How to get to know this grant
My research experiences made me very interested about finding a new opportunity related not only to the RBCs, but also to cellular physiology, specifically in the field of membranous channels. Discovering the description of this PhD program at the CNRS employment site, that I was following on Twitter, was for me like dreams coming true: the subject aims to determine the activity of cation channels in Red Blood Cells (RBCs) using techniques that was already practicing in my previous works like immunocytochemistry, Western Blot, cellular imaging, and flow cytometry.
Then came in the description the fact that this opportunity is part of ITN EVIDENCE, an EU program where there will be a collaboration between 15 ESRs in research laboratories and institutes originating from different European countries. And one of the things that attracted me the most to this program was that I will be receiving a continuous education comprising trainings and secondments in other institutes where I can acquire not only a multidisciplinary knowledge in the field that I will be working on in the next three years of my life but also where I can be widening my culture and intellectual abilities.
This program was therefore like a flow of blessings, so I applied immediately: I sent my application file to the ITN EVIDENCE site, to CNRS, and to my PhD director, Mr. Stéphane EGEE, just to make sure that my candidature is going to be seen. And for my good luck, I was interviewed by Dr. EGEE, and after that, the selection took place and I was the lucky chosen candidate for this position. Our laboratory is the UMR8227 at the "Station Biologique" in ROSCOFF-Brittany, France.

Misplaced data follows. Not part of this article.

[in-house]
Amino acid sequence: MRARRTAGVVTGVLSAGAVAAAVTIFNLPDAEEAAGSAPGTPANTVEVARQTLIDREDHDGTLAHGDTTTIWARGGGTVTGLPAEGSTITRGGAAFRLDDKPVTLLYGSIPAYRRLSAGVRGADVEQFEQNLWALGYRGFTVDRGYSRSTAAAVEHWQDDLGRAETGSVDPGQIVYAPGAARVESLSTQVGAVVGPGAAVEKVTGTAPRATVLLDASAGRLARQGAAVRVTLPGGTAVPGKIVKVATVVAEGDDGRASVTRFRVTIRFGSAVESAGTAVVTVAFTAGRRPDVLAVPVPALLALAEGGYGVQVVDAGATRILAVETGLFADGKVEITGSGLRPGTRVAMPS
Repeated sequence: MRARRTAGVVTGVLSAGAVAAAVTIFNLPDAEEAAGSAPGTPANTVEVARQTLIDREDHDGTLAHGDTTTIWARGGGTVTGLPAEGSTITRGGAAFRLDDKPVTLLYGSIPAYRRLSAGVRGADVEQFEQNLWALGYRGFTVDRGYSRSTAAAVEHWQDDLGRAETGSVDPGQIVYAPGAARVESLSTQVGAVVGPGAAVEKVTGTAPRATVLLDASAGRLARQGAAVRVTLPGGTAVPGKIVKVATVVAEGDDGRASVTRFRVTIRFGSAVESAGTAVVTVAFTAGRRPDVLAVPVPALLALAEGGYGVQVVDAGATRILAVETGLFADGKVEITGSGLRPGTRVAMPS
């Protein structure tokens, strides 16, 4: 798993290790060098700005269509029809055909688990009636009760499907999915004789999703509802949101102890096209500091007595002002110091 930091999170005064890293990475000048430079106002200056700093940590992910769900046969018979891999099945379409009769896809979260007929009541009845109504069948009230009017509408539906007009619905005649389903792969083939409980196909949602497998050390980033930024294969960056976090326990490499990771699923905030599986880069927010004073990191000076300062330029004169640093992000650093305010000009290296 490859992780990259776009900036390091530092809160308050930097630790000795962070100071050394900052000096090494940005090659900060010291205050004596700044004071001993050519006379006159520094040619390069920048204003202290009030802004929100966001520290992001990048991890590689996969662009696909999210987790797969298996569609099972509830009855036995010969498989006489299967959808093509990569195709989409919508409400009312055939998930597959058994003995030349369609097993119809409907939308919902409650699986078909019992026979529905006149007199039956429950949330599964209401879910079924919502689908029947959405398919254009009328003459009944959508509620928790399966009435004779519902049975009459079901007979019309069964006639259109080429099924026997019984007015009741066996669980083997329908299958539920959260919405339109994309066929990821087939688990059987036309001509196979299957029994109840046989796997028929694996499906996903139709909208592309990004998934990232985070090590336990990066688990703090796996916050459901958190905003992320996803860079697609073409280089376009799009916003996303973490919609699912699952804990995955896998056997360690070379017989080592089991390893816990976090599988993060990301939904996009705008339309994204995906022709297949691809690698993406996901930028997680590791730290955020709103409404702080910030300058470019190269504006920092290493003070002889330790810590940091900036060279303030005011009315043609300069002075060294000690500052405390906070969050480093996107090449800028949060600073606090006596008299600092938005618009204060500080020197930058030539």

Reason for joining
I was particularly interested in the Red Blood Cells (RBCs) field due to a past experience I had at the REVIVA medical center in Lebanon in 2019 where I did an internship concerning the storage of the hematopoietic stem cells and the bone marrow transplantation. On the other hand, I have previously worked on the activity of calcium channels inside Glioblastoma cancer stem cells that are seeded on 3D scaffolds differing in their rigidities, at STIM laboratory in Poitiers-France where I did my Master2 internship (2020).
Now, I am an ESR6 PhD candidate who will be working on the hydration states of a RBC by determining the repertoire of channels involved in the life-ending in normal and pathological conditions. We will try to diagnose the risks imposed by cations permeability in stored, senescent, and ex-vivo generated erythrocytes. I will be performing electrophysiological techniques, notably the patch-clamp, in order to accumulate enough data concerning the behaviors of diverse ionic channels present on the membranes of these cells. Hence, during this PhD, I will grasp a deep knowledge about the physiology of a RBC, and the contribution of ionic channels to the awaited homeostasis.